News

July 9, 2002

No Brandywine school administrator has been called upon to fight terrorists, but the district apparently is taking advantage of a new state law proportedly intended to cover such a situation to help fight its budget battle.

William Bentz, who served as interim finance officer after Mike Shockley left the district on long-term medical disability leave, has been credited by Superintendent Bruce Harter and school board president Nancy Doorey, with uncovering a veritable labyrinth of fiscal problems. Bentz took the Brandywine assignment in April after retiring as director of business and finance for the Colonial School District.

David Blowman, formerly executive assistant to state Secretary of Educadtion Valerie Woodruff was hired, effective July 1, as Brandywine's permanent chief financial officer, the position that Shockley held.

Harter announced at the board's public hearing on July 9 that Bentz has agreed to continue to serve on a part-time basis "for as long as it takes" to work with Bowman to put things back on an even keel. Harter referred obliquely to a "new law" which permits that.

According to district spokesperson Wendy Lapham, Bentz is being paid at a daily rate of $459, apportioned to reflect whatever fraction of a day he works. "The number of hours per week he works for us varies depending on our needs and his schedule, especially now that [Blowman] has started," she said.  Because he is retired, Bentz does not receive employee benefits.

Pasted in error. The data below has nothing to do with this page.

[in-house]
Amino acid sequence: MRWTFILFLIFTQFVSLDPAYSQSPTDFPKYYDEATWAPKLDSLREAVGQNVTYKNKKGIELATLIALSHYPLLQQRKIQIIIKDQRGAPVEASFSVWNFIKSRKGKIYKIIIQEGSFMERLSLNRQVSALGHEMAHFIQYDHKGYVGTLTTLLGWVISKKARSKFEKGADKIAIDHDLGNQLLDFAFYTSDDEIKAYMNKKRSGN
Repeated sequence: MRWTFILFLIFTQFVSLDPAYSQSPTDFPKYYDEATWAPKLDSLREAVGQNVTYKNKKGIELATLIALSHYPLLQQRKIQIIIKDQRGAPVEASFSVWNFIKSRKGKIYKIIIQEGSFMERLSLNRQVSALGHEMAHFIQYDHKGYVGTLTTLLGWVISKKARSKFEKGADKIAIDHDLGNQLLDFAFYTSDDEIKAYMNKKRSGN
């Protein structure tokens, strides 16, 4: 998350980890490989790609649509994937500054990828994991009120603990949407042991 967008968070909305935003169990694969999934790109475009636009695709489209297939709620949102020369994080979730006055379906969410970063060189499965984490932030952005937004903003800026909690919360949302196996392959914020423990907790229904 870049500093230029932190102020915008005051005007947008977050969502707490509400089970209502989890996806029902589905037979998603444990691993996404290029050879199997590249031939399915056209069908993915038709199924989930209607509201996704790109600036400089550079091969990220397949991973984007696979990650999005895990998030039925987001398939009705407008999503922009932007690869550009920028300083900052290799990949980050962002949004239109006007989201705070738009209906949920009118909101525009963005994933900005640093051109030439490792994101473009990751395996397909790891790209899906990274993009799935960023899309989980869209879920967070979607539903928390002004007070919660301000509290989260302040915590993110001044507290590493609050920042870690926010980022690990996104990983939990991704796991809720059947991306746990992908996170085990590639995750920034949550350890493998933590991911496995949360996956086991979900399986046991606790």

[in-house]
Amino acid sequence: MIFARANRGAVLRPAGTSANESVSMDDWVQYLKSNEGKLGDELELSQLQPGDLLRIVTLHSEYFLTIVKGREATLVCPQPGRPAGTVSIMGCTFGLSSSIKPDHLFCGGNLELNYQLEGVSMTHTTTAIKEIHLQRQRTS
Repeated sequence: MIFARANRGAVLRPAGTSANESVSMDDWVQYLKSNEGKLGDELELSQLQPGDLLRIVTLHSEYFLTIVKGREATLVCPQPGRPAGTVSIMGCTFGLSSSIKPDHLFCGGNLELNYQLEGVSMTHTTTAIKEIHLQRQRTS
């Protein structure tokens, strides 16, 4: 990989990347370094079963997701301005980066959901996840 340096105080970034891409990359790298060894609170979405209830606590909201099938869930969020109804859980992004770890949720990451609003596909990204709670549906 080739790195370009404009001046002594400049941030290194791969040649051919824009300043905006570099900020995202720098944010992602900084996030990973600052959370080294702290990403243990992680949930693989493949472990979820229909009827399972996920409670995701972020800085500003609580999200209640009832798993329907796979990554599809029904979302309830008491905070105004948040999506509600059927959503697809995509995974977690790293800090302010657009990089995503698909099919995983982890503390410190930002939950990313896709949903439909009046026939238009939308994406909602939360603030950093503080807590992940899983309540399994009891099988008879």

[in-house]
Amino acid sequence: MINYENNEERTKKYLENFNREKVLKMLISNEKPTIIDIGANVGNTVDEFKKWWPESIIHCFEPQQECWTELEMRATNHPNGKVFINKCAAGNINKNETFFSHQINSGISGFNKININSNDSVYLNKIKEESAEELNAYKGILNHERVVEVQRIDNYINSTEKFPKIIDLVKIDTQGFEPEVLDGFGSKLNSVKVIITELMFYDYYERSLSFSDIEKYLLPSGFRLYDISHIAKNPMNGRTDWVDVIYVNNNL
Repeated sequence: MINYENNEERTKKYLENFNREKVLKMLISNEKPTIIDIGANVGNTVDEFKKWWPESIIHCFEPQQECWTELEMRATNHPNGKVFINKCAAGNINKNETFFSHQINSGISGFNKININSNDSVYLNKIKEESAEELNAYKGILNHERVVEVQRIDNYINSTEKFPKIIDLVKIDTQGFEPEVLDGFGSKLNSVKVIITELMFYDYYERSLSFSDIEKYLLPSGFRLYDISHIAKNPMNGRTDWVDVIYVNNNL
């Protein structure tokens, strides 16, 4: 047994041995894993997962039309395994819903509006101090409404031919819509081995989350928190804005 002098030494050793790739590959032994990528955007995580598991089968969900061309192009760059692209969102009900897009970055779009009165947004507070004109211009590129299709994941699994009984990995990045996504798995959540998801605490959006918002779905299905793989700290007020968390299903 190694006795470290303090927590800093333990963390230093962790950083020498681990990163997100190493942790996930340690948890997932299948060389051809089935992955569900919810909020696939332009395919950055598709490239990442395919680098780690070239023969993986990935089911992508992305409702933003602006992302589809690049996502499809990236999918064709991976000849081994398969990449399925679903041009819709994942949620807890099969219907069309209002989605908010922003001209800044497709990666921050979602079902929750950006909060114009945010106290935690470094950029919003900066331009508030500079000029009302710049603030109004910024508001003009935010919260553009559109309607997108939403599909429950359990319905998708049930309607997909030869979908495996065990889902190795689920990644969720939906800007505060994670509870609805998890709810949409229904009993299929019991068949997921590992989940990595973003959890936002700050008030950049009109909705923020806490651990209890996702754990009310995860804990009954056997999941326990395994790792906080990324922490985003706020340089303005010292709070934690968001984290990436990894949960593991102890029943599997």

That new law, it turns out, is a previously little-noticed measure enacted on the last day of the General Assembly session which enables retired state pensioners to go to work on a temporary basis with no limit on what they can earn and without affecting their pensions.

In political parlance, that is called 'double dipping' and, in normal circumstances, tends to raise constituents' eyebrows.

Evidently to overcome that, the bill which was enacted invokes the Sept. 11, 2001, tragedy and prevailing patriotism in a three-part preamble. The reasoning goes like this: It is likely that Delawareans will be called into national service as the result of terrorist attacks, leaving personnel gaps in state agencies. Bringing back retirees on a temporary basis will eliminate the need to train new people to handle the jobs. Since that is a desirable thing, the legislation removes any financial barriers to doing so.

That said, the new law simply changes the old one to allow "temporary, casual, seasonal or substitute" employment. It does not specify how the vacancy being filled has to be created nor set any limit on how long someone can be employed. There is no expiration date applied to the law beyond a preamble reference to "retired state employees assisting the state during the military action arising from the events of Sept. 11." School districts are state agencies.

The measure was sponsored by Senator Nancy Cook and Representative Nancy Wagner, both of whom represent Kent County districts. But Senator Dallas Winslow and Representative Wayne Smith, of Brandywine Hundred, signed on as co-sponsors.

Delaforum was unable to immediately determine whether any other state agencies are using or about to use the new law.

2002. All rights reserved.

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